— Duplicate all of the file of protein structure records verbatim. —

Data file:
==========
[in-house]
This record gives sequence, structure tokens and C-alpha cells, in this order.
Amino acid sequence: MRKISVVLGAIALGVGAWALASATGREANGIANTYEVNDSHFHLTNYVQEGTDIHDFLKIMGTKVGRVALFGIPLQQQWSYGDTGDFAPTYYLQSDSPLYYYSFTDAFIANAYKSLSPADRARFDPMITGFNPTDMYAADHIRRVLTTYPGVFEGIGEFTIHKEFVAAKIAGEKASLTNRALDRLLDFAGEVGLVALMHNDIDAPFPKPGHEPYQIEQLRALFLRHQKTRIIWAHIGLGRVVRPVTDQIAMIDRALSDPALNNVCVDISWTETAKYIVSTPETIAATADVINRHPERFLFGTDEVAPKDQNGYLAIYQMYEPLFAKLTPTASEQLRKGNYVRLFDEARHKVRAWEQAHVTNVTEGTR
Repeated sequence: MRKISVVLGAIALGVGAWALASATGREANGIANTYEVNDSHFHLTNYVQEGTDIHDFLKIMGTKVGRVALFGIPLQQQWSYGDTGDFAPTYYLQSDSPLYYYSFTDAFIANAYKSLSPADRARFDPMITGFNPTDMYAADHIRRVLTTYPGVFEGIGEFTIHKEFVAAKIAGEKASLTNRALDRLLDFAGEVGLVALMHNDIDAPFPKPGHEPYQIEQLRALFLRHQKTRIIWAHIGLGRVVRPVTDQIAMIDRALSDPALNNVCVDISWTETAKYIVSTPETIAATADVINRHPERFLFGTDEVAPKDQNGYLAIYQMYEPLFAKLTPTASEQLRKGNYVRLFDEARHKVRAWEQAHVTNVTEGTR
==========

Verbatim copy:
[in-house]
This record gives sequence, structure tokens and C-alpha cells, in this order.
Amino acid sequence: MRKISVVLGAIALGVGAWALASATGREANGIANTYEVNDSHFHLTNYVQEGTDIHDFLKIMGTKVGRVALFGIPLQQQWSYGDTGDFAPTYYLQSDSPLYYYSFTDAFIANAYKSLSPADRARFDPMITGFNPTDMYAADHIRRVLTTYPGVFEGIGEFTIHKEFVAAKIAGEKASLTNRALDRLLDFAGEVGLVALMHNDIDAPFPKPGHEPYQIEQLRALFLRHQKTRIIWAHIGLGRVVRPVTDQIAMIDRALSDPALNNVCVDISWTETAKYIVSTPETIAATADVINRHPERFLFGTDEVAPKDQNGYLAIYQMYEPLFAKLTPTASEQLRKGNYVRLFDEARHKVRAWEQAHVTNVTEGTR
Repeated sequence: MRKISVVLGAIALGVGAWALASATGREANGIANTYEVNDSHFHLTNYVQEGTDIHDFLKIMGTKVGRVALFGIPLQQQWSYGDTGDFAPTYYLQSDSPLYYYSFTDAFIANAYKSLSPADRARFDPMITGFNPTDMYAADHIRRVLTTYPGVFEGIGEFTIHKEFVAAKIAGEKASLTNRALDRLLDFAGEVGLVALMHNDIDAPFPKPGHEPYQIEQLRALFLRHQKTRIIWAHIGLGRVVRPVTDQIAMIDRALSDPALNNVCVDISWTETAKYIVSTPETIAATADVINRHPERFLFGTDEVAPKDQNGYLAIYQMYEPLFAKLTPTASEQLRKGNYVRLFDEARHKVRAWEQAHVTNVTEGTR